European Commission investigates Apple's European prices

By EDRi · September 26, 2007

The representatives of the European Commission (EC) had a closed meeting
last week with Apple and other four major record companies, regarding the
different pricing schemes used in different countries in Europe.

The meeting should have lasted for two days, but two record companies EMI
Group and Warner Music Group decided they didn’t need to show up in the oral
hearings, considering the EC had been “persuaded that they are not
responsible for how Apple prices songs”. Therefore the meeting lasted just
one day with Apple’s iTunes global president Eddy Cue and general counsel
Donald Rosenberg that joined Universal Music and Sony BMG.

According to a Reuters source, an Apple representative said during the
meeting that “there was nothing in its contract with Universal obliging it
to operate national stores or to set a higher price in countries such as
Britain. Apple, according to the observer, said it had made unilateral
decisions, in part because doing business in Europe turned out to be more
complex than in the United States.”

But Steve Jobs, that was present at the iPhone’s German launch in Berlin had
a conciliatory tone on this topic: “We think prices should be the same. We
think anybody in Europe should buy off any store.”

As previously reported by EDRI-gram, EC main concern is that “consumers can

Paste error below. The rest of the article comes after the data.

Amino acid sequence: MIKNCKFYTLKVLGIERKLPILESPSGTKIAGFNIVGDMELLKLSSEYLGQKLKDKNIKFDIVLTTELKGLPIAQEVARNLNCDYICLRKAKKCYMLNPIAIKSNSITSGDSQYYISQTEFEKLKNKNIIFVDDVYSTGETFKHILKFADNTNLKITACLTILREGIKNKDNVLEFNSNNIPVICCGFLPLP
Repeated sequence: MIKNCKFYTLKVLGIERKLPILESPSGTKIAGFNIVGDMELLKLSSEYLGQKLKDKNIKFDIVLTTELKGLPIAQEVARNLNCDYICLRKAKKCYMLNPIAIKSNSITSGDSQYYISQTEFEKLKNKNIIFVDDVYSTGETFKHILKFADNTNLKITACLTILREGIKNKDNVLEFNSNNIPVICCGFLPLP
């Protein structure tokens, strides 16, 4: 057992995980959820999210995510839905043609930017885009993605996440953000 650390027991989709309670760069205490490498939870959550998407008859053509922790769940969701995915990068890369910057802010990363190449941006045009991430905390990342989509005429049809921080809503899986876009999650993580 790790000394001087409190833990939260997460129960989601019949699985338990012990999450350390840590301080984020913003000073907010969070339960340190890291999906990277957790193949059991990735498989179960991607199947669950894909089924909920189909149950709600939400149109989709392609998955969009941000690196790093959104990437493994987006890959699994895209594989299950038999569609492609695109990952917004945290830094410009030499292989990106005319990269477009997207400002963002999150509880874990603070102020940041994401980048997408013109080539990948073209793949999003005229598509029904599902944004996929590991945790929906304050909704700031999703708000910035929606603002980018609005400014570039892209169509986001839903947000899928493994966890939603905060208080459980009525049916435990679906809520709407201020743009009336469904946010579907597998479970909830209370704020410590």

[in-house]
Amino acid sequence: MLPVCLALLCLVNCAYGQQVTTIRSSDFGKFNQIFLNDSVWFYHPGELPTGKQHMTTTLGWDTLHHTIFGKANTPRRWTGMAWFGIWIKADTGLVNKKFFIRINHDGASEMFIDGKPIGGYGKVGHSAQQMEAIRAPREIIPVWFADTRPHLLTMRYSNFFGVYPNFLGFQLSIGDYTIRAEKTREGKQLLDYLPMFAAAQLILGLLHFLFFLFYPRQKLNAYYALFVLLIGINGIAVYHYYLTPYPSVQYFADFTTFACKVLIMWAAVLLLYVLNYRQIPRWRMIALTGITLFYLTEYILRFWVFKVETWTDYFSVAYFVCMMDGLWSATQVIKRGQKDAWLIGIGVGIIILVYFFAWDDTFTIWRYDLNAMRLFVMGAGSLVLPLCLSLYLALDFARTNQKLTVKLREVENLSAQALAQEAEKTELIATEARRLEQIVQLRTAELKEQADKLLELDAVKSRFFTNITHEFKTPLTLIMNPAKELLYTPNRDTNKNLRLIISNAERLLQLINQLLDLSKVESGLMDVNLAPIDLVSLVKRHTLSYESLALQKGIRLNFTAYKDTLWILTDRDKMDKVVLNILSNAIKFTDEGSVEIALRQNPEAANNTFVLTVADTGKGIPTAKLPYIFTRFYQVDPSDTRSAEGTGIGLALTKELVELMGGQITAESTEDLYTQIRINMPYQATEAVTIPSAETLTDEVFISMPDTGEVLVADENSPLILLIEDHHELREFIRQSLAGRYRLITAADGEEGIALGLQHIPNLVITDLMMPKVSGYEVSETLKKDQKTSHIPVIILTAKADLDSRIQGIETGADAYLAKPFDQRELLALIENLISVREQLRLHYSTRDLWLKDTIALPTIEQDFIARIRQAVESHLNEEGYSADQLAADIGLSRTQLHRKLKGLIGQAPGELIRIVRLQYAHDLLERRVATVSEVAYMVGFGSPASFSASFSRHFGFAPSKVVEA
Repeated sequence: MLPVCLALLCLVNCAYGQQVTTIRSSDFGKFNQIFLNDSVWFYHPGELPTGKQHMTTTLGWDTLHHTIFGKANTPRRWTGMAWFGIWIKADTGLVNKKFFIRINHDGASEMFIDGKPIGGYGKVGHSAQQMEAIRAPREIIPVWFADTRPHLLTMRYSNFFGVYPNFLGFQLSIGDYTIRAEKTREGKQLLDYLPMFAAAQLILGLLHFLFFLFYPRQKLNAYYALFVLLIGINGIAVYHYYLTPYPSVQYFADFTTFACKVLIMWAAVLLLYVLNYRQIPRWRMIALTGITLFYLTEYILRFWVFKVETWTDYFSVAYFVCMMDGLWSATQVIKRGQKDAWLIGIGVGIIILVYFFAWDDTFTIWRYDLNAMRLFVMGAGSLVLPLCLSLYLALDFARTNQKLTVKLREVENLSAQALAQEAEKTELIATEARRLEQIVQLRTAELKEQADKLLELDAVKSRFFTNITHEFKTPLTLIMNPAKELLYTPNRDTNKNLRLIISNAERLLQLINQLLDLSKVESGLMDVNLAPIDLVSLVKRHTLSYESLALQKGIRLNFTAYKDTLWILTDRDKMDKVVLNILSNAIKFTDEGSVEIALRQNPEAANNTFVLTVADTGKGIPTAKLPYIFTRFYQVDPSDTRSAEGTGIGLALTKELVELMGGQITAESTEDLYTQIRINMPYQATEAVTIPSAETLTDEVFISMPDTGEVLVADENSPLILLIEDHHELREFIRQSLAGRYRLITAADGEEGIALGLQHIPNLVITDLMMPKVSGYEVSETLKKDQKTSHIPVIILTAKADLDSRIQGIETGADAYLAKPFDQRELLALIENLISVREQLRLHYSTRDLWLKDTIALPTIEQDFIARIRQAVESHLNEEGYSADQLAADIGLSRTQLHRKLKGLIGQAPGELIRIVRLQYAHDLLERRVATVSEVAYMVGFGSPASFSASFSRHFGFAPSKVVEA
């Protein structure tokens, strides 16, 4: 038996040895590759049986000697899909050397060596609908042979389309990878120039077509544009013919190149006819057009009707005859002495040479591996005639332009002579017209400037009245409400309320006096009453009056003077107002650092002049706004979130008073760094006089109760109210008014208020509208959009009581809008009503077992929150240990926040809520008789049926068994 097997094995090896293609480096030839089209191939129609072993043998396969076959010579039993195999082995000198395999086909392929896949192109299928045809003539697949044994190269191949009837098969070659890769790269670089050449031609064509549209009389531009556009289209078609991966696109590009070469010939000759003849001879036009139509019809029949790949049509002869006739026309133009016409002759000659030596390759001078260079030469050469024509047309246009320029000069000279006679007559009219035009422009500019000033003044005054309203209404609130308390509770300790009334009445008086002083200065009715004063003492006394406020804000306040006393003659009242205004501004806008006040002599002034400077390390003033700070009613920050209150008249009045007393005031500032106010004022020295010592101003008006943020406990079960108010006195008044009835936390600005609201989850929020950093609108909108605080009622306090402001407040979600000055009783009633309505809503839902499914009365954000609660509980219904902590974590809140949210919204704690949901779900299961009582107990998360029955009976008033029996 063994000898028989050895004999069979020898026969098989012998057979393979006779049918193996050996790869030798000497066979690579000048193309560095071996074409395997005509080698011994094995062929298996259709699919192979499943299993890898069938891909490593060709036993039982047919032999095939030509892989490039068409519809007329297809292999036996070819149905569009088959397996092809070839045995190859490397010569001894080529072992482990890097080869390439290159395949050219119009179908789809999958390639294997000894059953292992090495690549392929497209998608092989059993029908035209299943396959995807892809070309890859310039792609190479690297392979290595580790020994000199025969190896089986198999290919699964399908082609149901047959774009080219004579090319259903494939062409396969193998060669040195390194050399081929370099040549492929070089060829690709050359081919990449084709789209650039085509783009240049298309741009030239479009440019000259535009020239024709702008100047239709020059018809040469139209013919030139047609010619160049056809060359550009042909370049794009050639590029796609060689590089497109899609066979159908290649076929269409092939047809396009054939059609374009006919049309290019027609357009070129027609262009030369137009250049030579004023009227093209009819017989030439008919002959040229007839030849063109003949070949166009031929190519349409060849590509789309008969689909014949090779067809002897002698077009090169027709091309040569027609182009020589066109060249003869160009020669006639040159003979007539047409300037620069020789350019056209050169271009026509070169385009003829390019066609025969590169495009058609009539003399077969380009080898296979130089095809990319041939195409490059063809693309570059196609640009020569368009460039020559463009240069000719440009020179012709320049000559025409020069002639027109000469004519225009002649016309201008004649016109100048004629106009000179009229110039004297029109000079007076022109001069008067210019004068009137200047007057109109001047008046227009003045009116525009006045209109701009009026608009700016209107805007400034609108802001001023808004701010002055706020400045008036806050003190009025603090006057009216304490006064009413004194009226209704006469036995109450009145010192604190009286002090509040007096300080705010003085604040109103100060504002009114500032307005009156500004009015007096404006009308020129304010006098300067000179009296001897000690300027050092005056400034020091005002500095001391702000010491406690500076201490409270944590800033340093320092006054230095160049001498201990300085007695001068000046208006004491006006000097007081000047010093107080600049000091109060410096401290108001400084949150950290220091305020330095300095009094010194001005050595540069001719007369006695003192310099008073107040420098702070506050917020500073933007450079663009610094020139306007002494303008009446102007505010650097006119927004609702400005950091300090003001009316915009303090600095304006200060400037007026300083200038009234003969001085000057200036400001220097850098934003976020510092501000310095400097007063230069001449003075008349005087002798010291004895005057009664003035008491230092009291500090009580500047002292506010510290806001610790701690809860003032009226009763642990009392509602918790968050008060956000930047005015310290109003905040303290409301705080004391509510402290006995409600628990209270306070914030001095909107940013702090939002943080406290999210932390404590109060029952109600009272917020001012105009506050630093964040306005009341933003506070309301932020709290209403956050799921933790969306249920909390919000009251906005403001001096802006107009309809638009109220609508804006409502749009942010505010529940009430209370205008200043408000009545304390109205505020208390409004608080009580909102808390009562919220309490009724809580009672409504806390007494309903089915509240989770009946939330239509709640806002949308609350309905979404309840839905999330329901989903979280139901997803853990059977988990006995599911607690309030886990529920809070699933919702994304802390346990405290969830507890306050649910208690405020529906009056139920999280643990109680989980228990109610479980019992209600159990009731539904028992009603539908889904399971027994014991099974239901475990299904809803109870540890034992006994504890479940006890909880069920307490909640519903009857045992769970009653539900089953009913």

only buy music from the iTunes’ on-line store in their country of residence.
Consumers are thus restricted in their choice of where to buy music, and
consequently what music is available, and at what price. The Commission
alleges in the Statement of Objections that these agreements violate the EC
Treaty’s rules prohibiting restrictive business practices (Article 81).”

The case is not related with the Apple’s dominant position in the EU online
music market, its DRM-related practices or its lock down problems
investigated by pro-consumers associations from all over Europe.

The case will now be referred to the competition commissioner Neelie Kroes
that will decide if a penalty should be applied with the maximum being a
fine of 10% of the companies’ global turnover.

Apple and record companies to face Brussels over EU music distribution

Apple defends iTunes in Berlin, Brussels (19.09.2007)

Apple Blames Labels, Then Taxes For European iTunes Woes; Antitrust
Attention May Intensify (20.09.2007)

EDRI-gram: Free-DRM music by iTunes, but EC starts official investigation